Operation of the automatic regulator consists of the following primary elements. An aneroid sensor coupled to a piston valve moves vertically in reaction to pressure changes, closing and opening vent lines leading to a relay piston. The relay piston moves horizontally in response to pressure differentials created by the aneroid piston valve to maintain equal pressure to either side inside a cylinder. As the relay piston moves forward or back, it opens or closes the throttle valve until pressure equilibrium is re-established, returning the aneroid piston valve to a neutral position and stabilizing the relay piston in place, which may be forward or back from its original position. The relay piston is connected to the throttle valve via a differential linkage system with the throttle handle in the cockpit. Within the operating range of the automatic regulator, the sum movements of the throttle handle and the relay piston determine the actual position of the throttle valve at any given time.

Let’s consider an example. We’ll assume the engine is driven to 3,000 RPM on the ground and the throttle is advanced fully forward. Under these conditions, the supercharger is capable of producing much higher pressure in the manifold than the maximum permissible pressure of 61 in.Hg. The regulator’s purpose is to limit pressure to 61 inches and maintain it there as long as the throttle handle is in the full forward position. As soon as engine RPM reaches levels at which pressure climbs above 61 inches, the aneroid becomes unbalanced, shifting the relay piston to close the throttle valve. The regulator operates in the same fashion throughout the manifold pressure range of 40 – 61 in.Hg.

In practical terms, what this means is that the pilot uses the throttle handle to set his desired manifold pressure and the regulator operates the relay piston to open or close the throttle valve to maintain this setting. As altitude increases and air density decreases, resulting in lower pressure, the regulator opens the throttle valve to maintain manifold pressure. Conversely, as altitude decreases and air density increases, the regulator closes the throttle to maintain manifold pressure. 

In the above example of 61 inches of MP, when critical altitude for maintaining this pressure is reached, the relay piston and the throttle handle are both fully advanced, and the throttle valve is fully open. When manifold pressure is set substantially lower than maximum, for example the Maximum Continuous setting of 46 inches at 2,700 RPM, the regulator will attempt to maintain pressure as altitude increases, but will eventually hit the fully open position of the relay piston, even though the throttle valve is only partly open, because the throttle handle in the cockpit is not fully advanced. In this case, it will become necessary to move the throttle handle up to further open the throttle valve in order to maintain manifold pressure, because the automatic regulator will have no further authority due to having reached the relay piston’s limit of range of motion. As critical altitude for this pressure setting is reached, the throttle handle will have to be all the way forward to maintain it. Here, we have to remember that the supercharger is a two-speed system and switches into high blower mode somewhere around 19,000 feet. When this happens, manifold pressure increases dramatically and the throttle handle has to be moved back, otherwise resulting in a climb at 61 in.Hg at 2,700 RPM. Not deadly, especially using quality gasoline, but not recommended, either.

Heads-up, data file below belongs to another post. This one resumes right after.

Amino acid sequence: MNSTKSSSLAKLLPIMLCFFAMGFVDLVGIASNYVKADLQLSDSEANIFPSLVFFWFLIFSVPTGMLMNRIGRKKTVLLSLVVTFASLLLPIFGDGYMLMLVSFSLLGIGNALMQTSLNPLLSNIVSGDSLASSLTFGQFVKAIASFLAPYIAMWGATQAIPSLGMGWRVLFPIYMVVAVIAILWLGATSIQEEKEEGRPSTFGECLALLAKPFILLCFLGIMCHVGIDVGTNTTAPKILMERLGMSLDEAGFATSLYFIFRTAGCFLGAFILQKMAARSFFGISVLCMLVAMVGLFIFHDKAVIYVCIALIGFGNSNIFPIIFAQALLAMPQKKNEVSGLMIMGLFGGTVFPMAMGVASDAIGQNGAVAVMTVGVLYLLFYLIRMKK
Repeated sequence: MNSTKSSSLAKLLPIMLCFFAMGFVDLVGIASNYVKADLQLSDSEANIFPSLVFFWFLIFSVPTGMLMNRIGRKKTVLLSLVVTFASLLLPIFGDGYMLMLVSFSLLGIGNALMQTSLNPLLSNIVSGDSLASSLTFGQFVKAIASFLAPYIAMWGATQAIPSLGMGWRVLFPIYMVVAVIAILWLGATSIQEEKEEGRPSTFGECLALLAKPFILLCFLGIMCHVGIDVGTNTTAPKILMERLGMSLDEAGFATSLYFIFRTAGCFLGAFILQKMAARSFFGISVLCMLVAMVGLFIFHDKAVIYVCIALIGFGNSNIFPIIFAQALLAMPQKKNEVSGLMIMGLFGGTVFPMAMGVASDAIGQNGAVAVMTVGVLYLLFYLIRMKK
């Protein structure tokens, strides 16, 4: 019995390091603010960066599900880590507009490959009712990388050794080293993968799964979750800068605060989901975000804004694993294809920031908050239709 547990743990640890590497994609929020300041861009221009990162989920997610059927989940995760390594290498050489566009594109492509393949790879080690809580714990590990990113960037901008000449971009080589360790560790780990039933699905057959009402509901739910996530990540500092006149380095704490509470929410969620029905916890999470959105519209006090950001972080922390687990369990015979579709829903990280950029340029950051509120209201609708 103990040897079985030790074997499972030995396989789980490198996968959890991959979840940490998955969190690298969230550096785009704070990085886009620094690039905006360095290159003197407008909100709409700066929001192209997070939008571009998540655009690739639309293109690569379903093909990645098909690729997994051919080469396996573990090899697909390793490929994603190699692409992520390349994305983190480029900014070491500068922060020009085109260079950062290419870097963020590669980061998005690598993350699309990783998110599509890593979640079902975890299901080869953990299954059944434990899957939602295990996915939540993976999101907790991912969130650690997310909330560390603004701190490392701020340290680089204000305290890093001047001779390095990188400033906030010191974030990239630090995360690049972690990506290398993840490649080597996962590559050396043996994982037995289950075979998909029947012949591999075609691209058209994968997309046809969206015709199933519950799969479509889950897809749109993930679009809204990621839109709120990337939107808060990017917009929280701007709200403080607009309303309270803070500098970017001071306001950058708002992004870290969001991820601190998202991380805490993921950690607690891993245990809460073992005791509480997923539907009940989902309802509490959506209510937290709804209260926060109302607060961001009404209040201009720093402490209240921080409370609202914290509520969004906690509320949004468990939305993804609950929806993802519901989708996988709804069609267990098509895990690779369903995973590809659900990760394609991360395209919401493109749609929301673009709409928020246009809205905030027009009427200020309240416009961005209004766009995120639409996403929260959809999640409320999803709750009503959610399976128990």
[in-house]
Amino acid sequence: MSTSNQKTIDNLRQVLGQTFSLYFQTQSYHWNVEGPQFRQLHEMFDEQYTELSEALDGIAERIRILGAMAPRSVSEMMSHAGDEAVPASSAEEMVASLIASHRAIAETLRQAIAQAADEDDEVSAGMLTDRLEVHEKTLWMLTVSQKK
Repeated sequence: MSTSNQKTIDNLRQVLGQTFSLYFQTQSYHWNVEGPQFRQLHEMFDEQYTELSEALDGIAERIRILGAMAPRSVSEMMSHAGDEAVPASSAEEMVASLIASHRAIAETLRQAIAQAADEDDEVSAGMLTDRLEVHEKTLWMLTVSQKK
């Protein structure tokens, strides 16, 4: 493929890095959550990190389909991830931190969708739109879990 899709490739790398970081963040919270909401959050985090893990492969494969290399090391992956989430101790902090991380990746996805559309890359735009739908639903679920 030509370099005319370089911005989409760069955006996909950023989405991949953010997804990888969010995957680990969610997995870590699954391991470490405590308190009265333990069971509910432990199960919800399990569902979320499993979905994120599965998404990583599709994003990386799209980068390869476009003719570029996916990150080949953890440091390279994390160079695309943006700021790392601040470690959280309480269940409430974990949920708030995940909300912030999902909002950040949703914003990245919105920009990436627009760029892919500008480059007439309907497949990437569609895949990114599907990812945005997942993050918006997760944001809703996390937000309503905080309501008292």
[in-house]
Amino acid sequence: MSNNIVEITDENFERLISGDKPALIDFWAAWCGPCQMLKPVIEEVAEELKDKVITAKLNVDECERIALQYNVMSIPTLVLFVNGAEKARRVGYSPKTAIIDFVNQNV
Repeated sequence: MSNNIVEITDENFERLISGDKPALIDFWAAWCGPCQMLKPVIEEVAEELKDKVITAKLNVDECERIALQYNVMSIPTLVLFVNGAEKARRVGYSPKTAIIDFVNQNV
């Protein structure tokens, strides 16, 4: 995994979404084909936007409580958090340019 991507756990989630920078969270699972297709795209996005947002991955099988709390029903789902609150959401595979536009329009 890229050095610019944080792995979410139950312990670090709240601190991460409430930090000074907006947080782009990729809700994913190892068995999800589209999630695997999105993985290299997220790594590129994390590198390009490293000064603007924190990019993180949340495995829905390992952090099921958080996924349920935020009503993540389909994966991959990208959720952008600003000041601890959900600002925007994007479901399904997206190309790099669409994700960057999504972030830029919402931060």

As you may have deduced, 61 inches at 3,000 RPM is full Military, or Takeoff power, nominally limited to 15 minutes. Let’s take a brief look at War Emergency Power (WEP) mode, nominally limited to 5 minutes of operation. WEP can be mechanically implemented in a number of ways. The first option is to artificially lower the pressure acting on the aneroid by opening an escape line, resulting in an opening of the throttle valve by the regulator so as to “maintain” pressure – while in fact boosting it beyond the value set by the throttle handle. This method was used on early Mustangs, which featured a special control handle in the cockpit to engage WEP. Another option is to design the throttle linkage assembly such that the relay piston is in the fully closed position when the throttle handle is set to full military power. The pilot would then push the throttle handle past this setting into the WEP position, further opening the throttle valve and the relay piston would be unable to act upon it to close it. And the final option is to design the linkage system such that the throttle handle position past full military power would produce manifold pressure up to 67 or even 75 in.Hg.

Given the limitations of most HOTAS controllers used by virtual pilots, DCS Mustang will model the first method. This allows us to avoid having to rely on throttle detents or limit their range of movement in the pre-WEP range. As such, we will have a dedicated input command to engage WEP as a simulation of a cockpit control handle.

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Lead Flight Model Programmer
Dmitry "Yo-Yo" Moskalenko

Eagle Dynamics The Fighter Collection